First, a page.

This new edition is a cause for celebration. First published in 1986 when Joe R. Lansdale was little known, and re-issued in 2001 by Subterranean Press, the wonderful US indie publisher, The Magic Wagon has sadly been unavailable since then. Well, not only is it now easily available because it’s a Kindle edition, the price is a mere $2.99. It’d be worth it at triple the price. And, even better, this early Lansdale fiction remains one of his very best. In fact, it’s worthy of the title classic: a funny, quirky and utterly charming literary fiction, brilliantly told.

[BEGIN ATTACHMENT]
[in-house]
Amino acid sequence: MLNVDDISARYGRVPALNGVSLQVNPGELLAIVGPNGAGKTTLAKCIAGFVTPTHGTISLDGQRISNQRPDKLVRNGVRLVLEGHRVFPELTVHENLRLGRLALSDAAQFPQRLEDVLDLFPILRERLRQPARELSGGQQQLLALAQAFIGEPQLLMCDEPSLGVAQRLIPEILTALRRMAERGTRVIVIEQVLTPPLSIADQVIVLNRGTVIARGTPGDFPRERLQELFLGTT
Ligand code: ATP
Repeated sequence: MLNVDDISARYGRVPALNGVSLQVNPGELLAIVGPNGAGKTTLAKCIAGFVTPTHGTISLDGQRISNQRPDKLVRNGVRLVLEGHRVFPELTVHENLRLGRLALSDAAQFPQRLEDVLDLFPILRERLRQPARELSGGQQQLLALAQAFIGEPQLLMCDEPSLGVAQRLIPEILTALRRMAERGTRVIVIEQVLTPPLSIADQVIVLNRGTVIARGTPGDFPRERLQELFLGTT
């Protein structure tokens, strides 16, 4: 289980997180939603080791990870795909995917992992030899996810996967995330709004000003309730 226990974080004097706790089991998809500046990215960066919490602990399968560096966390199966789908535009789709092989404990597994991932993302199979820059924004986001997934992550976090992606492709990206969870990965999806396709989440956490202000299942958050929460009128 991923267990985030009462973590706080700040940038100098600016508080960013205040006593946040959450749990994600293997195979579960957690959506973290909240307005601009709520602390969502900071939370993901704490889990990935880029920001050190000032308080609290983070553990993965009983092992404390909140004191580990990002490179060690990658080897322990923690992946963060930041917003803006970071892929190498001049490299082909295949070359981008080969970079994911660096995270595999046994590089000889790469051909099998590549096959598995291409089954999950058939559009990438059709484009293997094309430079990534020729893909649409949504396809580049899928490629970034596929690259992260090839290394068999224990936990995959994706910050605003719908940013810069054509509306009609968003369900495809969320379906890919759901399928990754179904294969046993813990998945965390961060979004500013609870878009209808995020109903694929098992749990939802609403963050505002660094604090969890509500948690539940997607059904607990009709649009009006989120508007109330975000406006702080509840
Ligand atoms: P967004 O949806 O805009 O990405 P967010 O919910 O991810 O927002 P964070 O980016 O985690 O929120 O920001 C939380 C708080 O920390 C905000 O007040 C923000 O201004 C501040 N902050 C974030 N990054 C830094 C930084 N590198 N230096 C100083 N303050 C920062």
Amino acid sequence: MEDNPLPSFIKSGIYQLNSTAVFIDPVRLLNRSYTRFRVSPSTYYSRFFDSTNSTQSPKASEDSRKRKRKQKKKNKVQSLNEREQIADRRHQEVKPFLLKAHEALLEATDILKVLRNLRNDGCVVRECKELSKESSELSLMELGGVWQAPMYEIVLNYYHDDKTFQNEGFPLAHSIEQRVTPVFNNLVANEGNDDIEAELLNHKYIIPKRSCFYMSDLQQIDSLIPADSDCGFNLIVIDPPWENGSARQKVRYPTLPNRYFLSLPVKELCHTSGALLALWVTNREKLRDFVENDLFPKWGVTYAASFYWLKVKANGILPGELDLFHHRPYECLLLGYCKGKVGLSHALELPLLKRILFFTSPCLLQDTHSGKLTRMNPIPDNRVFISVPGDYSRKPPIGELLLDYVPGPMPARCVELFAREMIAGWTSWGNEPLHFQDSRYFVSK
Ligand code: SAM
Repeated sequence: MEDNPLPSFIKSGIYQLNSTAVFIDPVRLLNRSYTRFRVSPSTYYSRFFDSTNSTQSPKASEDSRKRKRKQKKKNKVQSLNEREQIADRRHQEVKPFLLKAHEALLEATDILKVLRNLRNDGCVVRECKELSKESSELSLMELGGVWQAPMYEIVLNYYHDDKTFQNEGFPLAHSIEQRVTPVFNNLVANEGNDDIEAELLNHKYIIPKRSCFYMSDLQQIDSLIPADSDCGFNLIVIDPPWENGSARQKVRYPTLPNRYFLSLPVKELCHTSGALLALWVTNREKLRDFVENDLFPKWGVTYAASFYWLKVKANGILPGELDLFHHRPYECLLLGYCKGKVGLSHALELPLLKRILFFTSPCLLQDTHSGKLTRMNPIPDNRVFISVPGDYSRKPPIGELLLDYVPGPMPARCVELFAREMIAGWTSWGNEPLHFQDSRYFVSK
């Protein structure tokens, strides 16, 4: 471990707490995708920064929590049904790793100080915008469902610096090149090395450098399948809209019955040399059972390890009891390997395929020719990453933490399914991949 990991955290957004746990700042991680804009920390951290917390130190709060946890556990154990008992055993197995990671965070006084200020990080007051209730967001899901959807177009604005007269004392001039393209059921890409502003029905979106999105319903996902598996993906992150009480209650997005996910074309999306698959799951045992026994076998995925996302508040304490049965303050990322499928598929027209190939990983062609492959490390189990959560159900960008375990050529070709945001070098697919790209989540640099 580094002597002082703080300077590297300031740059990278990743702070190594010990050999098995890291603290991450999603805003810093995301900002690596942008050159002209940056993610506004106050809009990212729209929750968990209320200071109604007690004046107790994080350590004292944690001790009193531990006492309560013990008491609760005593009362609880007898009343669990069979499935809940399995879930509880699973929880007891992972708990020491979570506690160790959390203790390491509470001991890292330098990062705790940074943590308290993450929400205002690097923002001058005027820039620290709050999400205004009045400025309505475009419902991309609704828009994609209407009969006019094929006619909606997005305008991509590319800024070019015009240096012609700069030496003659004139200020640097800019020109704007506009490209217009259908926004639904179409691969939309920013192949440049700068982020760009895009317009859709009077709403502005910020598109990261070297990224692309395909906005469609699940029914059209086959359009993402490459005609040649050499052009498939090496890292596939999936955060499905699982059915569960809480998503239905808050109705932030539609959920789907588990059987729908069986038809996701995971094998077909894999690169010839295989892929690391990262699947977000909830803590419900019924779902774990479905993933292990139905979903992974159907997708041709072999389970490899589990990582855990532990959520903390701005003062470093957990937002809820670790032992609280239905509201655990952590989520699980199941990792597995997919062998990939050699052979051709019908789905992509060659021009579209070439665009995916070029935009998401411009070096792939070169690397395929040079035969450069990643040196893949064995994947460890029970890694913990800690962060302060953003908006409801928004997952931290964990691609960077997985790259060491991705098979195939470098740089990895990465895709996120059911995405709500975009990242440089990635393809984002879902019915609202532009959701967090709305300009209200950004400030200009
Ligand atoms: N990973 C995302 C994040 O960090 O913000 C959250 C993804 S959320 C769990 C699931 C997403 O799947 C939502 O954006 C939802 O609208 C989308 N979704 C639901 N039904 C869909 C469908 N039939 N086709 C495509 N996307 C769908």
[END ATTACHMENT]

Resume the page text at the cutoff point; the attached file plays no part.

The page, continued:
Set in Texas at the turn of the 20th century, The Magic Wagon is the tale of Buster Fogg’s life as well as other eccentric characters that he encounters. By the time he’s 17, his life has been pock-marked by tragedy, yet Buster tells you about each sad event in such a way as to make them Candide-like – tragic-comic, even farcical.
It reads like a combination of an S. E. Hinton novel (Rumblefish, The Outsiders), in its convincing account of a boy’s youth and, throughout, a feeling that if Jorge Luis Borges had ever written a literary, magical Western, I think he’d have been proud to have the result that is The Magic Wagon.
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